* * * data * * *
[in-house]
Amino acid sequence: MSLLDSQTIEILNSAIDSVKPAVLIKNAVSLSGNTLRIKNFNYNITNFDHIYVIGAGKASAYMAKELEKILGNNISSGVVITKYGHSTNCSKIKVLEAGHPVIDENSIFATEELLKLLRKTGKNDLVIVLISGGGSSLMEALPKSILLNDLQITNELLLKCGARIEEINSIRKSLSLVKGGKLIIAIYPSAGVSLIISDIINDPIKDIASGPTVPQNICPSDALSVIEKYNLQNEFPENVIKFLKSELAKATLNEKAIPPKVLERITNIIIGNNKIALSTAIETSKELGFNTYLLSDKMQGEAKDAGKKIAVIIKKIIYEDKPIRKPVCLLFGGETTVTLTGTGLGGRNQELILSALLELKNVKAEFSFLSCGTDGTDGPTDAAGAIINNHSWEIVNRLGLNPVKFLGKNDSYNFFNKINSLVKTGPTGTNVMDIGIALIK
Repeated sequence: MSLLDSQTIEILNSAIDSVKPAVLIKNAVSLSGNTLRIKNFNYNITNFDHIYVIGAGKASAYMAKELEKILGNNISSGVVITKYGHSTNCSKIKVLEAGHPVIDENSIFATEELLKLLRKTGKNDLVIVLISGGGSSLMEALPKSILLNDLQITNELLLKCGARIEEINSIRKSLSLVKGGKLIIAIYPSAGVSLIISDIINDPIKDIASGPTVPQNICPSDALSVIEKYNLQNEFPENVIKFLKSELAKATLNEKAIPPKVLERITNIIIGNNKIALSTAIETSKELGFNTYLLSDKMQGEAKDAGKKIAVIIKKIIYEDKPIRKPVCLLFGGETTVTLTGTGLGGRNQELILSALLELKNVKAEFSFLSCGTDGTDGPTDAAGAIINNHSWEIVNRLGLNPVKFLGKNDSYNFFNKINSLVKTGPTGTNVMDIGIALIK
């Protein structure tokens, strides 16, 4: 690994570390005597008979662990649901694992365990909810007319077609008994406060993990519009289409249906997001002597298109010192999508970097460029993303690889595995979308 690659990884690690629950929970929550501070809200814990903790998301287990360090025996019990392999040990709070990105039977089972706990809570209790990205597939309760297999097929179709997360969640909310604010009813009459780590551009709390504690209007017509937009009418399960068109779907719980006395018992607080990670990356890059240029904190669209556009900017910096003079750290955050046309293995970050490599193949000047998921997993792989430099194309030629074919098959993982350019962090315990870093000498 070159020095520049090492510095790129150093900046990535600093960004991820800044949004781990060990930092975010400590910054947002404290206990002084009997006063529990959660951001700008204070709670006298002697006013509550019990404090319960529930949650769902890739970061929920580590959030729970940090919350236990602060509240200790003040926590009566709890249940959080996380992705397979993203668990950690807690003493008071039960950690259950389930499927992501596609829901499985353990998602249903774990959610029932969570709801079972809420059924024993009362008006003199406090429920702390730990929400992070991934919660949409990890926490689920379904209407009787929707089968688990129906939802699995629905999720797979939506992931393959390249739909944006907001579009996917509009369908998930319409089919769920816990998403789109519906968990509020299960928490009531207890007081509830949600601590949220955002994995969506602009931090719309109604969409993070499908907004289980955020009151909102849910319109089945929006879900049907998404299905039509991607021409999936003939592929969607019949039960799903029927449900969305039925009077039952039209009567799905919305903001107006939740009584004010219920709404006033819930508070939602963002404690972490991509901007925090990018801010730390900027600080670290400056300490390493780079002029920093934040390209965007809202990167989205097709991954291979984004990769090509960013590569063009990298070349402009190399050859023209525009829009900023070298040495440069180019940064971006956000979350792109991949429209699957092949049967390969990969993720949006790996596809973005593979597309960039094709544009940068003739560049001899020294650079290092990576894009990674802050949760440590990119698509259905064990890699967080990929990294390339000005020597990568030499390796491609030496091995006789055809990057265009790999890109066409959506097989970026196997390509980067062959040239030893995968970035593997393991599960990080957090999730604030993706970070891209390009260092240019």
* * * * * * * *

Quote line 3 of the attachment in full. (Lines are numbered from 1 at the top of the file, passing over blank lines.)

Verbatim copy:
Repeated sequence: MSLLDSQTIEILNSAIDSVKPAVLIKNAVSLSGNTLRIKNFNYNITNFDHIYVIGAGKASAYMAKELEKILGNNISSGVVITKYGHSTNCSKIKVLEAGHPVIDENSIFATEELLKLLRKTGKNDLVIVLISGGGSSLMEALPKSILLNDLQITNELLLKCGARIEEINSIRKSLSLVKGGKLIIAIYPSAGVSLIISDIINDPIKDIASGPTVPQNICPSDALSVIEKYNLQNEFPENVIKFLKSELAKATLNEKAIPPKVLERITNIIIGNNKIALSTAIETSKELGFNTYLLSDKMQGEAKDAGKKIAVIIKKIIYEDKPIRKPVCLLFGGETTVTLTGTGLGGRNQELILSALLELKNVKAEFSFLSCGTDGTDGPTDAAGAIINNHSWEIVNRLGLNPVKFLGKNDSYNFFNKINSLVKTGPTGTNVMDIGIALIK